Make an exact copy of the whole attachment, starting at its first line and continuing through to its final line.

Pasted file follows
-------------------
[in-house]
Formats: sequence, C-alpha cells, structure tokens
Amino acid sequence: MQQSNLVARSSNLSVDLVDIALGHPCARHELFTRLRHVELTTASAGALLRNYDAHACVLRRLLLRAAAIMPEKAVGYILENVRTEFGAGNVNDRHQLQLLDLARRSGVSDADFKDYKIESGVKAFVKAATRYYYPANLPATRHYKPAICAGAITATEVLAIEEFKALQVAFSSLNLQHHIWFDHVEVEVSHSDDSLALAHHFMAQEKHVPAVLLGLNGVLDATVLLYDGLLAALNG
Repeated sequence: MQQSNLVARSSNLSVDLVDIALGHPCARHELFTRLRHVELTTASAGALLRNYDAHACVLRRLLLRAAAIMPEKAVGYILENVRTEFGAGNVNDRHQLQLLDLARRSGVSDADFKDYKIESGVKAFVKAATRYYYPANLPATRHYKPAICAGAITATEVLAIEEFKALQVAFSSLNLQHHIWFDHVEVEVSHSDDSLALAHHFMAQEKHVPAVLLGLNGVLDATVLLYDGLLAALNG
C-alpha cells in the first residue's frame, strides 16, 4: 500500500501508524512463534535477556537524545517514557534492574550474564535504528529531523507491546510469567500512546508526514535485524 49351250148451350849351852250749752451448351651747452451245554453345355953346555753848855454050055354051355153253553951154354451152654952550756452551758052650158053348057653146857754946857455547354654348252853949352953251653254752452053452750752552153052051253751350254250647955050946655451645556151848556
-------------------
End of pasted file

[in-house]
Formats: sequence, C-alpha cells, structure tokens
Amino acid sequence: MQQSNLVARSSNLSVDLVDIALGHPCARHELFTRLRHVELTTASAGALLRNYDAHACVLRRLLLRAAAIMPEKAVGYILENVRTEFGAGNVNDRHQLQLLDLARRSGVSDADFKDYKIESGVKAFVKAATRYYYPANLPATRHYKPAICAGAITATEVLAIEEFKALQVAFSSLNLQHHIWFDHVEVEVSHSDDSLALAHHFMAQEKHVPAVLLGLNGVLDATVLLYDGLLAALNG
Repeated sequence: MQQSNLVARSSNLSVDLVDIALGHPCARHELFTRLRHVELTTASAGALLRNYDAHACVLRRLLLRAAAIMPEKAVGYILENVRTEFGAGNVNDRHQLQLLDLARRSGVSDADFKDYKIESGVKAFVKAATRYYYPANLPATRHYKPAICAGAITATEVLAIEEFKALQVAFSSLNLQHHIWFDHVEVEVSHSDDSLALAHHFMAQEKHVPAVLLGLNGVLDATVLLYDGLLAALNG
C-alpha cells in the first residue's frame, strides 16, 4: 500500500501508524512463534535477556537524545517514557534492574550474564535504528529531523507491546510469567500512546508526514535485524 49351250148451350849351852250749752451448351651747452451245554453345355953346555753848855454050055354051355153253553951154354451152654952550756452551758052650158053348057653146857754946857455547354654348252853949352953251653254752452053452750752552153052051253751350254250647955050946655451645556151848556